Even if you don’t believe in the pervasive influence of advertising on our thought processes, you can’t deny that if your child doesn’t even know that a particular product exists… he/she won’t pester you for it!

p.s. Another vital factor in the equation is the influence of parental example – I sure wish I was a better model of healthy eating! (Oh Cheezies, how I adore you…)

Unstructured Play Time! Go for it!

It looks like all I’ve got time for these days is passing on links… Oh well…

Here’s another good one though, “The Genius of Unstructured Summer Time” on the New York Times site.  One of the things that irks me most about modern parenting trends is the need for constant curriculum – not just during school hours, but now bleeding into all available free time, early mornings, evenings, weekends, holidays, summer time… (As well as into the very early years of toddlerhood and infancy: witness expanding kindergarten hours, full-curriculum daycares, computer lapware for babies!)

What would unprogrammed time look like? Is it so bad that they might get a little bored? Learning how to entertain themselves might be one of the most useful skills they can develop.

We spend so much time trying to instill the love of reading in our children, but when the heck are they supposed to read for enjoyment when we keep them hopping every hour of the week?

The space and time to just think… that is where true creativity can spring forth. Dare we let them follow their hearts, in their own time and in whatever direction it leads them?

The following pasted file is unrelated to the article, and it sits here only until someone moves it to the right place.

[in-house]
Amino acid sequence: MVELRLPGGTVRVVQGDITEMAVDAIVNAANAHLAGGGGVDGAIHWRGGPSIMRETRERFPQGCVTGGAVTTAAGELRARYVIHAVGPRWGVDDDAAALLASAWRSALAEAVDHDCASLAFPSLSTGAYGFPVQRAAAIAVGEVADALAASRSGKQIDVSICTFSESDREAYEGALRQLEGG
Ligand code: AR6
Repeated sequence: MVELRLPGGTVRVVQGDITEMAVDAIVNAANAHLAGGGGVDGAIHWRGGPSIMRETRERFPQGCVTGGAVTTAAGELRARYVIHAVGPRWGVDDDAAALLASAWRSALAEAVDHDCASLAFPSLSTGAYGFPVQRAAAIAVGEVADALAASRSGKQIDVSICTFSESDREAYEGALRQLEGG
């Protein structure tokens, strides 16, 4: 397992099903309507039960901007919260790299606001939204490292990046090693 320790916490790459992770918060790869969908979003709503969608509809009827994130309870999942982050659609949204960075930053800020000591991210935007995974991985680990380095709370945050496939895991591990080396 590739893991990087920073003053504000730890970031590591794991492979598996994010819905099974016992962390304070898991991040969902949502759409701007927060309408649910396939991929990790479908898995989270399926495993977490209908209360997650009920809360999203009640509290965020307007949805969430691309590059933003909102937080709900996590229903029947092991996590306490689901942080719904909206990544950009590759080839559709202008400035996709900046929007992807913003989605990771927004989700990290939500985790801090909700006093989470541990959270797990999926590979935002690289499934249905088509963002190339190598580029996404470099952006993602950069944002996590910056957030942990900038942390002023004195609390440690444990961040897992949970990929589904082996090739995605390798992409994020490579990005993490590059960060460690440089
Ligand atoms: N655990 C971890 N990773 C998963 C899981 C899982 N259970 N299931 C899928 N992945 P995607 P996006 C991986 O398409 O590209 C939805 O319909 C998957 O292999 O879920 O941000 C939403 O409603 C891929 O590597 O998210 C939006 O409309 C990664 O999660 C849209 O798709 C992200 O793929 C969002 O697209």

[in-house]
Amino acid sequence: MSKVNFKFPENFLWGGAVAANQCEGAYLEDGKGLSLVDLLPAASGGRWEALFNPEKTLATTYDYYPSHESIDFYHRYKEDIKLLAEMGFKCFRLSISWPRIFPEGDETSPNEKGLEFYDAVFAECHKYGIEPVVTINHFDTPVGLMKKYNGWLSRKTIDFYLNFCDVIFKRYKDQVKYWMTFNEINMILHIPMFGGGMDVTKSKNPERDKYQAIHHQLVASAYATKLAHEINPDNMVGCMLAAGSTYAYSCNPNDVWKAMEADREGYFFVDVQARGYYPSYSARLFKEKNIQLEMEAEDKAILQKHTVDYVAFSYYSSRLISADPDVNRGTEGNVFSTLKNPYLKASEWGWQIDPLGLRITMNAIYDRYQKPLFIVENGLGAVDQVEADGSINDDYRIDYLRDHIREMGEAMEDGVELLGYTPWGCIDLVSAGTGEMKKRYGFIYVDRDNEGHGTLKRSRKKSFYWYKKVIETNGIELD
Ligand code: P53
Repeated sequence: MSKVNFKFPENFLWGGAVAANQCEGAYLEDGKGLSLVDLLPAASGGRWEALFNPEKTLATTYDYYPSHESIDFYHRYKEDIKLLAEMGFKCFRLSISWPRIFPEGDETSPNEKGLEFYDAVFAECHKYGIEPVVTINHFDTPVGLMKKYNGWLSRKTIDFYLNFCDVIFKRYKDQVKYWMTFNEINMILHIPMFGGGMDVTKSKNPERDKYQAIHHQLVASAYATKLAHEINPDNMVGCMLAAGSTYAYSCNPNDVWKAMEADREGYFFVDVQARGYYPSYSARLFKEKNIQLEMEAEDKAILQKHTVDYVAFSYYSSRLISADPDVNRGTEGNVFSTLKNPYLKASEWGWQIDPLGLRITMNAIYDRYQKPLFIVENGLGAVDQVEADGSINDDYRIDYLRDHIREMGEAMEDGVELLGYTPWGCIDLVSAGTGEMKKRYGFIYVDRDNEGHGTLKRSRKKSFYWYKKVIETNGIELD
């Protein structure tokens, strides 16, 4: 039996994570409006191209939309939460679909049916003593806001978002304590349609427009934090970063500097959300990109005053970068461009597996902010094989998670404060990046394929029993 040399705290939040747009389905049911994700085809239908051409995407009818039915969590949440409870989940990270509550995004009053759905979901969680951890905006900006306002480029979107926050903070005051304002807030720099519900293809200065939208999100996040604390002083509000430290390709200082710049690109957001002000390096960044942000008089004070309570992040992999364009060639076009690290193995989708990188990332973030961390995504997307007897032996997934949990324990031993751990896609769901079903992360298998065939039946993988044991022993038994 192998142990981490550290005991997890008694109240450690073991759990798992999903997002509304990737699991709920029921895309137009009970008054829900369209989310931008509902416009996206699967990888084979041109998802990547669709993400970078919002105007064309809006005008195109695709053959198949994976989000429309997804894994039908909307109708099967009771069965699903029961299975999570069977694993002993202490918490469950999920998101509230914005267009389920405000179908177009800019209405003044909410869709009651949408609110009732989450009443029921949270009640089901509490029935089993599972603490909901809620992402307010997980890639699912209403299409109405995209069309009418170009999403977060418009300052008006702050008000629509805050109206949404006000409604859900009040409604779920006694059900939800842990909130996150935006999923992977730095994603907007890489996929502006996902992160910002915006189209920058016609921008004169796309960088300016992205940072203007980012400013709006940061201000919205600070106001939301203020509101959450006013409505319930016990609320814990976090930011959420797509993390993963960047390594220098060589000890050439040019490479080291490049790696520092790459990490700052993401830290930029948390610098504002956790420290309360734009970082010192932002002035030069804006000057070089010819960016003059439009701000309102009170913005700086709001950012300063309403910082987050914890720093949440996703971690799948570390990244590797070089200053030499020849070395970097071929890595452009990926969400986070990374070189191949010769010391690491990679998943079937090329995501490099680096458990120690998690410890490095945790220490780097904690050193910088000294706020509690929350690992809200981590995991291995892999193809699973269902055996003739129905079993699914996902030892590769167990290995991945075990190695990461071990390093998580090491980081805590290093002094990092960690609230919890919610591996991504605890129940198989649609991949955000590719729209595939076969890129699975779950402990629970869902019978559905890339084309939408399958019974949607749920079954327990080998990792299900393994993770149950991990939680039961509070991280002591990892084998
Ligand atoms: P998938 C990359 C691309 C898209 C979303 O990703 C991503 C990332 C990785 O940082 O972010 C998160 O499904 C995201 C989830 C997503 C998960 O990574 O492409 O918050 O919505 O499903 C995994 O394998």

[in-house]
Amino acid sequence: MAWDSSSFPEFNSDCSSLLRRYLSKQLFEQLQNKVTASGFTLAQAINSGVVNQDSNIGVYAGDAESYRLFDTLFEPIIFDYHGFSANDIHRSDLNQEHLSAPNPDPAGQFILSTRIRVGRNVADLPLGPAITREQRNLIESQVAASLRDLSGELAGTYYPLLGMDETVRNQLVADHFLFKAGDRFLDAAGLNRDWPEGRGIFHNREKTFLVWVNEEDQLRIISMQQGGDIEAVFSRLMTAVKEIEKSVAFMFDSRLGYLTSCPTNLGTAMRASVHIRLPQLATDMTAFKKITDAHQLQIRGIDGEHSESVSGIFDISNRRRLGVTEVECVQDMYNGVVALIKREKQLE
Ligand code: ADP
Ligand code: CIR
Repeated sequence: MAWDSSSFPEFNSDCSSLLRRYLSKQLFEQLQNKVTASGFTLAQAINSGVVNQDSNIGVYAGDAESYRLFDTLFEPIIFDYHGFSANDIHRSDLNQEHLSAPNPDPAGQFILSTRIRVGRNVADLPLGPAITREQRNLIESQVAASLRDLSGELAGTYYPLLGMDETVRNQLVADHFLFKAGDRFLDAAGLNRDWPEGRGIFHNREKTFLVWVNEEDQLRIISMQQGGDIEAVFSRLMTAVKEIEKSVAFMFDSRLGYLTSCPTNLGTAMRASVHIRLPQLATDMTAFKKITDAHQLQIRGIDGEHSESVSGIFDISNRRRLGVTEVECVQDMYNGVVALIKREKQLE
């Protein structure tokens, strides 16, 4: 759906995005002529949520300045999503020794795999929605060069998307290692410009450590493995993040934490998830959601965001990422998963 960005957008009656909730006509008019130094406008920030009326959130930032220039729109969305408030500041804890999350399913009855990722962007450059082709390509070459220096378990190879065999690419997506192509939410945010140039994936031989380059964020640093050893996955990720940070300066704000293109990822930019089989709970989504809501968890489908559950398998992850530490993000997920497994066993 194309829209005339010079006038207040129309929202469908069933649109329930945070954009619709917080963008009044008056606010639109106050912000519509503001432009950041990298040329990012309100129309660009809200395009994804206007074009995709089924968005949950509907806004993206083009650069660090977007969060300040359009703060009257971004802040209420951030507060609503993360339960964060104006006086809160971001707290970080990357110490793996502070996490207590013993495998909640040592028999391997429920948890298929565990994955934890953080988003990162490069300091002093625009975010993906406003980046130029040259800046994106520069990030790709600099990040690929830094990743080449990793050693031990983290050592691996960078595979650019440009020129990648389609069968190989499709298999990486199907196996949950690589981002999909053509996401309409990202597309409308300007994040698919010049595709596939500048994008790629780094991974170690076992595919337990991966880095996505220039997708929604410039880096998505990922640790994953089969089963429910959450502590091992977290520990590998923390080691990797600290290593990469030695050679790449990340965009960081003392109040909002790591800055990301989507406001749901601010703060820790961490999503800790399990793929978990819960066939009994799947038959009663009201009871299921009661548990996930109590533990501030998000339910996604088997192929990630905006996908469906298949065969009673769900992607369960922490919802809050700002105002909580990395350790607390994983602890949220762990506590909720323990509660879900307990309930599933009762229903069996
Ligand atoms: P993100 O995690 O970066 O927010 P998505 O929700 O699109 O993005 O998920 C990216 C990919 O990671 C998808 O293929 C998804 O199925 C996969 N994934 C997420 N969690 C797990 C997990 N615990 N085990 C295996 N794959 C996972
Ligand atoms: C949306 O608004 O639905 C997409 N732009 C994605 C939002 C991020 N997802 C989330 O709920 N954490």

Yertle the Turtle too political for BC school

Well this just depresses me.

Yertle the Turtle quote banned from B.C. school.  (c/o Huffington Post)

Think about the rather limiting definition of “political” here. It would seem to preclude any lessons about interpersonal power relationships, equal rights, humanitarianism, civics, ethics… Yeah, all bad stuff. The Golden Rule should probably get pitched as well.

Besides, what exactly is controversial about the quote? Is it or is it not true that those on the bottom (of socio-economic or any other kind of scale) have the same rights as those at the top?

And muzzling teachers. Always good for a school system. Bravo.

(The only thing to like about this story is how relevant Dr. Seuss still is.)

More on Gadgetry…

Further to my last post about the iPhone, here’s an interesting article from Commonsense Media: “My Kids’ First iPad”. It’s written from the point of view of parents who are “early adopters” of media, and you can follow links to lots of app recommendations, etc.

I do see one good comment below the article though, about the speed with which content is presented, which concerns me as well. The commenter advises computers be used alongside traditional reading material, which encourages kids to slow down and develop longer attention spans.

In general, Commonsensemedia.org is a great resource for all tech subjects in relation to raising kids – if you have teenagers for example, and are concerned about social media and privacy, or cyberbullying, or appropriate content controls, they are always posting advice and information on those topics.